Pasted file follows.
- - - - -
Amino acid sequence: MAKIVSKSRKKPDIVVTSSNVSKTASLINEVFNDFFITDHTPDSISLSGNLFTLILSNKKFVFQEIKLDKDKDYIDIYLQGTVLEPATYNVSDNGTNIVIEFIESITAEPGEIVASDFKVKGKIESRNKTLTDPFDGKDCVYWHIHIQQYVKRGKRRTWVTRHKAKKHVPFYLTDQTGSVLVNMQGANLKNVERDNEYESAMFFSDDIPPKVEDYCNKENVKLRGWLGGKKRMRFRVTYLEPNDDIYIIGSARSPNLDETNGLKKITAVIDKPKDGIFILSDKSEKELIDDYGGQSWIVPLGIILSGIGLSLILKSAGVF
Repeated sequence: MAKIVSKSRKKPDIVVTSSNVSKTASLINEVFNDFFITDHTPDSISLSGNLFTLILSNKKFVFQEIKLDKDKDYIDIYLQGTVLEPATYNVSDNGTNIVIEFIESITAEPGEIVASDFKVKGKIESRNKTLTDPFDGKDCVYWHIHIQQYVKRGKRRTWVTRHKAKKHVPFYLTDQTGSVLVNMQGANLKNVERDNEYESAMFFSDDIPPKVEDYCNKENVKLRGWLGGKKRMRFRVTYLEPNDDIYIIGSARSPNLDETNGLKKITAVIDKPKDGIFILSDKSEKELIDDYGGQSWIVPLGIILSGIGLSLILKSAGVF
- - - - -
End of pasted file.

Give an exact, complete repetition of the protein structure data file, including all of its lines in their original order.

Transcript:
Amino acid sequence: MAKIVSKSRKKPDIVVTSSNVSKTASLINEVFNDFFITDHTPDSISLSGNLFTLILSNKKFVFQEIKLDKDKDYIDIYLQGTVLEPATYNVSDNGTNIVIEFIESITAEPGEIVASDFKVKGKIESRNKTLTDPFDGKDCVYWHIHIQQYVKRGKRRTWVTRHKAKKHVPFYLTDQTGSVLVNMQGANLKNVERDNEYESAMFFSDDIPPKVEDYCNKENVKLRGWLGGKKRMRFRVTYLEPNDDIYIIGSARSPNLDETNGLKKITAVIDKPKDGIFILSDKSEKELIDDYGGQSWIVPLGIILSGIGLSLILKSAGVF
Repeated sequence: MAKIVSKSRKKPDIVVTSSNVSKTASLINEVFNDFFITDHTPDSISLSGNLFTLILSNKKFVFQEIKLDKDKDYIDIYLQGTVLEPATYNVSDNGTNIVIEFIESITAEPGEIVASDFKVKGKIESRNKTLTDPFDGKDCVYWHIHIQQYVKRGKRRTWVTRHKAKKHVPFYLTDQTGSVLVNMQGANLKNVERDNEYESAMFFSDDIPPKVEDYCNKENVKLRGWLGGKKRMRFRVTYLEPNDDIYIIGSARSPNLDETNGLKKITAVIDKPKDGIFILSDKSEKELIDDYGGQSWIVPLGIILSGIGLSLILKSAGVF